WASHINGTON, After slowing to 3 percent in 2015, economic growth in Sub-Saharan Africa is expected to fall further to 1.6 percent in 2016, the lowest level in over two decades.
According to Word Bank, the sharp decline in aggregate growth reflects challenging economic conditions in the region’s largest economies and commodity exporters.
Many of these countries continue to face headwinds from low commodity prices, tight financial conditions, and domestic policy uncertainties. Economic activity has been notably weak across oil exporters.
These latest figures were outlined in the new Africa’s Pulse, the World Bank’s twice-yearly analysis of economic trends and data for the region. Growth is far from homogeneous, suggesting that countries are growing at divergent speeds.
While many countries are registering a sharp slippage in economic growth, some others—Ethiopia, Rwanda, and Tanzania—have continued to post annual average growth rates of over 6 percent. Several countries—including Côte d’Ivoire and Senegal—have become top performers.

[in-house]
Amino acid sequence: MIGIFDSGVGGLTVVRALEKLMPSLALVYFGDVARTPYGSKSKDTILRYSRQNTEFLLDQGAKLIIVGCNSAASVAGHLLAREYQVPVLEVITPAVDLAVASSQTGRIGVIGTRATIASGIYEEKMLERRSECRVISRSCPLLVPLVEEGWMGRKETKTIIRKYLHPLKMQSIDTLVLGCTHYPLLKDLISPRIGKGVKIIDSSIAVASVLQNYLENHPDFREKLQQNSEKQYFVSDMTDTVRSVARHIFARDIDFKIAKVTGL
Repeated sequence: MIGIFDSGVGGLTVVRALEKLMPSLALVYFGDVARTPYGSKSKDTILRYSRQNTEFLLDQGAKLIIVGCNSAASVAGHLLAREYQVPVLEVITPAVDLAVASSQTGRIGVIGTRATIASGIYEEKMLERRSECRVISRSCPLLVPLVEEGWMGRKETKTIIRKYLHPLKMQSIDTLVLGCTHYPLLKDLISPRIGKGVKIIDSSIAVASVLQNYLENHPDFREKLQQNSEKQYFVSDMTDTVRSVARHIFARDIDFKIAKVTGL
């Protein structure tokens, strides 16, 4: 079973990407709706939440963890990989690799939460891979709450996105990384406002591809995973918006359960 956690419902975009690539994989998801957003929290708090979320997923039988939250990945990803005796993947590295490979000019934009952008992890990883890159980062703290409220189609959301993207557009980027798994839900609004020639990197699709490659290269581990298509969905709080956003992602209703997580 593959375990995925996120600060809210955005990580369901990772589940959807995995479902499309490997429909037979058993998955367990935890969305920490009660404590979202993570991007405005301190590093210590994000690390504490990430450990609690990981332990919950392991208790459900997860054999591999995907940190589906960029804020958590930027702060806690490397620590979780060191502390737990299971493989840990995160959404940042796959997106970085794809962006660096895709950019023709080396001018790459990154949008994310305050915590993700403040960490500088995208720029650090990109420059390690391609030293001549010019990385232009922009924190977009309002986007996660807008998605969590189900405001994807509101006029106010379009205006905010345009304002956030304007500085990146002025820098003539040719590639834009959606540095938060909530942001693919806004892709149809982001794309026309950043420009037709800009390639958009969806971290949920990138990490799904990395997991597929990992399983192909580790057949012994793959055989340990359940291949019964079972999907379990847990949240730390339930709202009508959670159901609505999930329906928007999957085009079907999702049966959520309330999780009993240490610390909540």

“Our analysis shows that the more resilient growth performers tend to have stronger macroeconomic policy frameworks, better business regulatory environment, more diverse structure of exports, and more effective
institutions,” says Albert Zeufack, World Bank Chief Economist for Africa.
Despite a recent pickup, commodity prices are expected to remain largely below their 2011–14 peaks, reflecting the weak global recovery. Faced with growing financing needs, commodity exporters have begun to adjust, but efforts have been uneven and remain insufficient.
Against this backdrop, a modest recovery is expected with real GDP in Sub-Saharan Africa forecasted to grow 2.9 percent in 2017, then rising moderately to 3.6 percent in 2018.
Africa’s Pulse notes that the region’s economic performance in 2017 will continue to be marked by variation across countries.
While the larger economies and other commodity exporters are expected to see a modest increase in GDP growth as commodity prices continue to stabilize, economic activity is expected to keep expanding at a robust pace elsewhere in the region, supported in part by infrastructure investments.